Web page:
After the Soviet withdrawal from Afghanistan, the U.S. tried its best to close down the training camps it had founded to train Afghan mujahideen. In 1996, the U.S. even sold up-to-date arms and ammunition worth $368 million in a one-time waiver of the 1985 non-proliferation law known as the Pressler Amendment, which prohibited arms supplies to Pakistan due to its refusal to cap its nuclear program. However, the Pakistan government had no control over these training camps, as they were run by the Inter-Services Intelligence (ISI), Pakistan’s equivalent of the CIA, which was outside governmental control. The ISI earned billions of dollars each year in drug deals and was independent of the government for its finances.
The ISI had an indirect, longstanding relationship with al-Qaeda. They even used al-Qaeda camps in Afghanistan to train their own covert operatives to serve as terrorists against India. In the year 2000, due to American anxiety over the link between the ISI and various militant groups in Kashmir as well as with the Taliban, President Clinton was surrounded by extraordinary security on his trip to Pakistan. Air Force One arrived in Pakistan empty while another small, unmarked plane carrying the president arrived separately, after which his motorcade stopped under an overpass and Clinton changed cars.
Pakistan, which had served as a conduit for billions of dollars in arms from the U.S. government to the mujahideen, has today become a victim of its own complicity. While the Soviet-backed Najibullah government did indeed collapse in 1992, modern American weaponry pervades Afghan cities like Karachi and Lahore, making them battlegrounds for gang wars. Poor Afghans sold this weaponry, including rapid-fire rifles, AK-47s, grenades, landmines, rockets, rocket launchers, and rocket-propelled grenades to the indigenous, independent tribals living along the Afghan-Pakistan border. The U.S. made no attempt to collect these weapons and so both Afghanistan and Pakistan were deluged with them. As a retired Pakistani army lieutenant general said, “Pakistan developed a sort of Kalashnikov culture. Weapons became a power symbol for politicians and others.” 
In Pakistan, sectarian groups possess a good variety of sophisticated weaponry. In rural Sindh province, bandits with light machine guns rob and kill people at random, and even in the capital, Islamabad, it is standard practice for businessmen, political leaders, and bureaucrats to have a pistol or rifle handy. Tribals living in the Northwest Frontier and Baluchistan provinces likewise are immersed in weaponry. The town of Darra Adamkhel in western Pakistan is perhaps the largest gun market in the world, with some 2,600 arms shops and five gun factories. In that region alone, there are up to 7 million Chinese and Soviet-made Kalashnikovs, hand grenades, and antiaircraft guns. 
In a September 2001 interview, Haji Ahmad Khan Kukikhel, chief of the 100,000-strong Kikikhel tribe in the North-West Frontier Province, said, “The Americans are to blame for all these weapons of terror. We used to have single shot rifles. Now we have automatics and 10,000 people have died in the tribal areas as a result. In this province we can get everything except the atomic bomb.”  It is said that Osama bin Ladin and his number two, Ayman Al Zawahiri, are hiding in this same area.
Although Pakistan president Pervez Musharraf supports the U.S. in its war against terrorism, his country has in fact become the primary base for al-Qaeda. Of course, Musharraf only gave this support after receiving an ultimatum from the U.S. to do so. Despite his apparent cooperation, however, rogue army officers continue to support top al-Qaeda leaders. The highest ranking al-Qaeda fugitive arrested thus far, Khaled Shaikh Mohammed, was apprehended in March 2003 in a posh locality of Rawalpindi where retired army generals reside. The financier of the 9/11 attack was finally traced by the FBI to Karachi. In December 2001, before he boarded a plane to the U.S., the notorious shoe bomber, Richard Reid, was receiving orders in Paris via e-mails from Pakistan. In March 2002, Abu Zubaydah, once bin Laden’s top terror coordinator, was caught in the city of Faisalabad. In September 2002, Ramzi Binalshibh, a suspected planner of the terrorist attack in the United States, was captured after a gun battle in the southern port of Karachi. Then again in July 2004, Ahmed Khalfan Ghailani, a Tanzanian and major al-Qaeda figure with a $25-million American bounty on his head for his role in the 1998 bombings of the U.S. embassies in Tanzania and Kenya, which killed more than 200 people, was arrested in Pakistan. He had been living there for the past six years. U.S. intelligence agencies have not captured a single senior al-Qaeda member related to the 9/11 attacks except in Pakistan. This clearly demonstrates that Pakistan is now the base, or “Ground Zero,” of global Islamic terrorism.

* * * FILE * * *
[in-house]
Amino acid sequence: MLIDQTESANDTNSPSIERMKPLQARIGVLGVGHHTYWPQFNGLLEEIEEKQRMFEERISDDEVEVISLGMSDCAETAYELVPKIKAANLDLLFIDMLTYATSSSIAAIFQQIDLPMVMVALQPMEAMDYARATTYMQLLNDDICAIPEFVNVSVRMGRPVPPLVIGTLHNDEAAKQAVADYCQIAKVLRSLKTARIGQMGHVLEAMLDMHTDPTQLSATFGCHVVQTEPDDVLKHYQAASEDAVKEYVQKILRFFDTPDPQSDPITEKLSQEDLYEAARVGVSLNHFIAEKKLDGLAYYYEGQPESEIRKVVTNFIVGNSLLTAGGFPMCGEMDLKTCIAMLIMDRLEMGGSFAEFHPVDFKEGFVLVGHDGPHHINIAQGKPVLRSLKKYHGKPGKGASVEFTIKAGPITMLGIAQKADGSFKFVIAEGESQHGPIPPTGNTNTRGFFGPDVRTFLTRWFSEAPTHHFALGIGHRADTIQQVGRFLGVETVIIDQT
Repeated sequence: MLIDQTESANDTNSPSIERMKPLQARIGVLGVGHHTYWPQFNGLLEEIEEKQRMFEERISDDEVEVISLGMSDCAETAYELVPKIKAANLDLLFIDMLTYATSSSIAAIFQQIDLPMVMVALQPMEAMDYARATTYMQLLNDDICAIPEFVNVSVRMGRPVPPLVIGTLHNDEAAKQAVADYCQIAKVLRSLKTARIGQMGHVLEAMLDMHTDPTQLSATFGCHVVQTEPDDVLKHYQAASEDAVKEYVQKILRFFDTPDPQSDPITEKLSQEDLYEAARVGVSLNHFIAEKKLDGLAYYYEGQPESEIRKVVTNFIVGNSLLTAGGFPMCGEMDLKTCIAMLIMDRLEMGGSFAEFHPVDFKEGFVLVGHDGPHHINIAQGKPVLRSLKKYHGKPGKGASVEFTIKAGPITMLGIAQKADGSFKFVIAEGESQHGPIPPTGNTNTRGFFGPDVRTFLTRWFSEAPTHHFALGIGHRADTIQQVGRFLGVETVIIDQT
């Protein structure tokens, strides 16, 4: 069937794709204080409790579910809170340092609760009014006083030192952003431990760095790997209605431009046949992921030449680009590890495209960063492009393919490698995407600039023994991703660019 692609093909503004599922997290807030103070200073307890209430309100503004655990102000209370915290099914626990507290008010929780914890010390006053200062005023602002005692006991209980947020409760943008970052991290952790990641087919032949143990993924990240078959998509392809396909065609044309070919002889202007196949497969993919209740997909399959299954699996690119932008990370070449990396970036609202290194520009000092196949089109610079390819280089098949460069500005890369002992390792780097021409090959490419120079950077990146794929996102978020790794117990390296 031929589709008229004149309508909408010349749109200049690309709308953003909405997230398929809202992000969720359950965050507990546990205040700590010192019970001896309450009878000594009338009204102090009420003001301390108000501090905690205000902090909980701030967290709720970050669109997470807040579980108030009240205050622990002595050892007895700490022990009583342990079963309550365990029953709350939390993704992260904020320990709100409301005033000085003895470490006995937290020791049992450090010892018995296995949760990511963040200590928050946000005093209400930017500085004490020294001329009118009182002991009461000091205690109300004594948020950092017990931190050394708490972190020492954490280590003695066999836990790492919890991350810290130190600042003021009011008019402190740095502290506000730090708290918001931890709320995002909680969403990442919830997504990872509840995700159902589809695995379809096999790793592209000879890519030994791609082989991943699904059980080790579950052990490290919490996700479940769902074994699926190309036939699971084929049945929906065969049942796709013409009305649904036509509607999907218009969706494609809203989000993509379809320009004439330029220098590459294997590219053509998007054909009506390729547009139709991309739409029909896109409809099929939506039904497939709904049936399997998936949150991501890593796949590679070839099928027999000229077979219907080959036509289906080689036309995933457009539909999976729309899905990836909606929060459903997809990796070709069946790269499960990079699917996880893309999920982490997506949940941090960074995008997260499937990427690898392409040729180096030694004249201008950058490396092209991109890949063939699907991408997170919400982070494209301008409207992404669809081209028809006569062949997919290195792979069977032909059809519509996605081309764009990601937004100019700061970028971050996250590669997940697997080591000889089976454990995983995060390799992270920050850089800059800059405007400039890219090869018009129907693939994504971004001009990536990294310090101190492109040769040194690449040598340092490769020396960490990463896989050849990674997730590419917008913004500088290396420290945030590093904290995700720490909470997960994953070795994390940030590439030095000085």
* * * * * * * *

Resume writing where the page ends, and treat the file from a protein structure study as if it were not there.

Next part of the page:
1 The Tilt: The U.S. and the South Asian Crisis of 1971, National Security Archive Electronics Briefing Book No. 79, ed. Sajit Gandhi, December 16, 2002.
2 Ibid.; William, Sarah T., “Definition of genocide in being clarified by U.N. war crime trails,” Star Tribune, Minneapolis, MN, November 5, 2000.
3 The Tilt, op. cit.
4 Schanberg, Sydney H., “The Pakistani Slaughter that Nixon Ignored,” Newsday, April 29, 1994.
5 Kissinger, Henry, White House Years, Little, Brown and Company, Boston, 1st Ed., 1979, p. 853.
6 Ibid. p. 854.
7 Ibid. p. 865.
8 The Tilt, op. cit.; The Kissinger Transcripts—The Top Secret Talks with Beijing and Moscow, edited by William Burr, The New Press, New York, 1998, p. 55.
9 Bhutto, Benazir, “Pakistan’s dilemma: Breaking links with the past,” Harvard International Review, March 22, 2002.
10 Niazi, A.A.K, The Betrayal of East Pakistan, Oxford University Press, USA, 1998, p. 44.
11 The Kissinger Transcripts—The Top Secret Talks with Beijing and Moscow, edited by William Burr, The New Press, New York, 1998, p. 47.
12 Bhutto, Benazir, op. cit.
13 Risen, James and Miller, Judith, “Pakistani Intelligence had links to al-Qaeda, U.S. Officials Say,” The New York Times, October 29, 2001.
14 Ibid.; Clinton, Bill, My Life, Alfred A. Knopf, New York, 2004, p. 902.
15 Joseph, Ralph, “Pakistan fights to end ‘Kalashnikov culture’; Afghan arms find way into terrorists’ hands,” The Washington Times, August 20, 2002.
16 LeVine, Steve, “We all fear for our lives,” Newsweek International, March 27, 2000.
17 Pendlebury, Richard, “Get out fast, Britons told; ‘We can get any weapon except an atomic bomb’ Tibal chief Haji Ahmad Khan Kukikhel,” The Daily Mail, September 17, 2001.